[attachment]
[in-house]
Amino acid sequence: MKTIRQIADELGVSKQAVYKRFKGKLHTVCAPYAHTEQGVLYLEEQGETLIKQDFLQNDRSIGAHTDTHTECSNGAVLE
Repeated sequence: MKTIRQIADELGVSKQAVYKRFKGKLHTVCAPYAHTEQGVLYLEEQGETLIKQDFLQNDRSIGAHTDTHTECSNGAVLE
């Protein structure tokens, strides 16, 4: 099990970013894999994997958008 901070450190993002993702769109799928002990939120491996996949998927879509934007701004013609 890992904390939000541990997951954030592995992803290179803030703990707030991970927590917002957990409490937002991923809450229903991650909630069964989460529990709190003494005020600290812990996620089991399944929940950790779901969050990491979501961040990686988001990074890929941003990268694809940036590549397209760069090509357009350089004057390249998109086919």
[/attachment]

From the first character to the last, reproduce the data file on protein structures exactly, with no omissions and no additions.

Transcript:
[in-house]
Amino acid sequence: MKTIRQIADELGVSKQAVYKRFKGKLHTVCAPYAHTEQGVLYLEEQGETLIKQDFLQNDRSIGAHTDTHTECSNGAVLE
Repeated sequence: MKTIRQIADELGVSKQAVYKRFKGKLHTVCAPYAHTEQGVLYLEEQGETLIKQDFLQNDRSIGAHTDTHTECSNGAVLE
């Protein structure tokens, strides 16, 4: 099990970013894999994997958008 901070450190993002993702769109799928002990939120491996996949998927879509934007701004013609 890992904390939000541990997951954030592995992803290179803030703990707030991970927590917002957990409490937002991923809450229903991650909630069964989460529990709190003494005020600290812990996620089991399944929940950790779901969050990491979501961040990686988001990074890929941003990268694809940036590549397209760069090509357009350089004057390249998109086919």